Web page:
The Artful Application of an Ad Hominem

False prophet is a label haphazardly thrown around far too frequently in Christendom today and is the direct result of biblical illiteracy. This rather elementary concept exemplifies the attitude of some to provide "seemingly" scriptural support for an ad hominem.

A "prophet" in biblical prose is an individual commissioned by the God of Israel (Yahweh) to deliver a given message, verbal or otherwise. Therefore, a "false prophet" is one who purports to speak on behalf of or deliver a message for Yahweh (Deut. 18) but rather speaks from himself, "presumptuously."

Apart from some Christians' ways of speaking today, a "false prophet" is NOT someone who I or my spiritual guru deems to have heretical views and/or fails to accept doctrines I may believe to be soteriologically essential. If someone holds and teaches a view different than my own, it does not mean they are claiming to speak in the name or on the behalf of the God of Israel; there is a big difference. 

Jesus' use of "false prophet" in the Synoptics is not what many today think he meant. He was referring to actual prophets, not renegade pastors or teachers from other denominations, with differing points of view. Even the book of Peter makes a distinction:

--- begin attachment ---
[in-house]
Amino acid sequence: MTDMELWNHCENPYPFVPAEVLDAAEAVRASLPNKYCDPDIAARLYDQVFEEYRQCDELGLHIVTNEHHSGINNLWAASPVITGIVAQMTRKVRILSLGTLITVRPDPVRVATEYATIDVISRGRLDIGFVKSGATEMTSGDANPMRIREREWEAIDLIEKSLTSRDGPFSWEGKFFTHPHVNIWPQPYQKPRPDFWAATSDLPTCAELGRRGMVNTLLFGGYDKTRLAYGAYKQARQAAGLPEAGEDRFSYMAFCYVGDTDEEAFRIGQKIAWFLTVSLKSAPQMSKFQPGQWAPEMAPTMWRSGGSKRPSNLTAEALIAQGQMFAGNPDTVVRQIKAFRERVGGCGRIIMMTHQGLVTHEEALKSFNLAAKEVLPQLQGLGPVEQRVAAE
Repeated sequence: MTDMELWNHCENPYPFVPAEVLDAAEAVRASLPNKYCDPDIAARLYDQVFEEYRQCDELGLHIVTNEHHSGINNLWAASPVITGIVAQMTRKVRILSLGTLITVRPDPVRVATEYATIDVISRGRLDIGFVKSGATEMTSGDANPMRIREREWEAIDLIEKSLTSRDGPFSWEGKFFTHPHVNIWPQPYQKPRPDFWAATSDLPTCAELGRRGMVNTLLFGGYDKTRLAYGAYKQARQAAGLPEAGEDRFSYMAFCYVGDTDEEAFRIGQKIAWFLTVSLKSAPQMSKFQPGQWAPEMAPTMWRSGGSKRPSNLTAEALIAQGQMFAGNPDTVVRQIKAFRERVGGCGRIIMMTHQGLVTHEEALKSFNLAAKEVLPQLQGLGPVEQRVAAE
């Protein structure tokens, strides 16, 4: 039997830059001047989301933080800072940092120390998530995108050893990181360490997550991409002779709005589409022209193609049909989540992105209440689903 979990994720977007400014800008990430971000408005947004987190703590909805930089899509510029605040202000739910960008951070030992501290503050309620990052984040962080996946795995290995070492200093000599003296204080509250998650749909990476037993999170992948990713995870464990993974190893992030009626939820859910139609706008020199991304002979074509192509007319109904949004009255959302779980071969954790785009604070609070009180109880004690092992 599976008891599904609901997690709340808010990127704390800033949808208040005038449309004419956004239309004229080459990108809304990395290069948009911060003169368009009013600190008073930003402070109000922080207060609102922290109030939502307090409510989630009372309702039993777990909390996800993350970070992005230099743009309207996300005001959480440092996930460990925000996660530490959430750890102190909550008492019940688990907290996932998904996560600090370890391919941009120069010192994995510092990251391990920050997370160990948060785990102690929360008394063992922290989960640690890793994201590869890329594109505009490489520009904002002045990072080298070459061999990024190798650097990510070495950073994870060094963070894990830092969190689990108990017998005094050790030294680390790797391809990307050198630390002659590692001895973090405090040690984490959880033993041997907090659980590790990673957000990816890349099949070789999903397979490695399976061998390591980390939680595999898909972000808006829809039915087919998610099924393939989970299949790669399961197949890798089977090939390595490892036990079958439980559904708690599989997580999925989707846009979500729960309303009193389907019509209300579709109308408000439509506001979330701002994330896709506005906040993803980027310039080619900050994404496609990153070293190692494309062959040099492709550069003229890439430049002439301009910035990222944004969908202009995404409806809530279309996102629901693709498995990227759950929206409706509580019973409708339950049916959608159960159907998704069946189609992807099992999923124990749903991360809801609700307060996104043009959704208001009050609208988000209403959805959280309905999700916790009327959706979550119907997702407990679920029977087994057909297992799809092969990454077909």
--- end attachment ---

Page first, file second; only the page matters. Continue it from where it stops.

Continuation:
"But false prophets also arose among the people, just as there will also be false teachers among you, who will secretly introduce destructive heresies, even denying the Master who bought them, bringing swift destruction upon themselves" (2 Pe 2:1 NAU).

A false prophet, a false messiah (christ) and a false teacher are not all synonymous.
A prophet is also NOT someone who may believe - through either discernment and other pieces of evidence - that certain events may be about to unfold, false or not. An example could be a stockbroker at the New York Stock Exchange, who observes a shift or evidence in numbers that there may be an imminent, economic bubble-burst. This however, has nothing to do with prophecy, a word from Yahweh (the LORD). Jesus referenced this when speaking to his followers about recognizing the "signs of the times" (Matt. 16; Lk. 12). 

Christians must stop idiosyncratically inventing definitions for the express purpose of smearing others with whom they may disagree. Merely holding a perceived "heretical" theological position, opposing one's own, does not make that individual guilty and worthy of the label false prophet. It does however reveal the ignorance of the one with the ad hominem baton, making the accusation.

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